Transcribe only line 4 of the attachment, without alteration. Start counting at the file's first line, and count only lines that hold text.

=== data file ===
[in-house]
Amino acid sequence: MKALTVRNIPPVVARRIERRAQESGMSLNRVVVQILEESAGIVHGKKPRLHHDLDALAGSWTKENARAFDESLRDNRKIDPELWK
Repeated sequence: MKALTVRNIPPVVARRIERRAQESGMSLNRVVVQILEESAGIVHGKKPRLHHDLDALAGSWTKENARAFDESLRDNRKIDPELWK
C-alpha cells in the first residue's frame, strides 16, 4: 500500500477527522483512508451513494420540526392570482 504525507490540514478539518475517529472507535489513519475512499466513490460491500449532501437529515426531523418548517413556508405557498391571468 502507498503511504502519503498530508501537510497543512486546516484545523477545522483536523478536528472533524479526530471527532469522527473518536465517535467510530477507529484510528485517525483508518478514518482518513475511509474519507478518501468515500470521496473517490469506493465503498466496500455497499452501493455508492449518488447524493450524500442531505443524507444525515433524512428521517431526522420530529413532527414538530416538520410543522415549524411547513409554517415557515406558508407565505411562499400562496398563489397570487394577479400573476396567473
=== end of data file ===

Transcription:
C-alpha cells in the first residue's frame, strides 16, 4: 500500500477527522483512508451513494420540526392570482 504525507490540514478539518475517529472507535489513519475512499466513490460491500449532501437529515426531523418548517413556508405557498391571468 502507498503511504502519503498530508501537510497543512486546516484545523477545522483536523478536528472533524479526530471527532469522527473518536465517535467510530477507529484510528485517525483508518478514518482518513475511509474519507478518501468515500470521496473517490469506493465503498466496500455497499452501493455508492449518488447524493450524500442531505443524507444525515433524512428521517431526522420530529413532527414538530416538520410543522415549524411547513409554517415557515406558508407565505411562499400562496398563489397570487394577479400573476396567473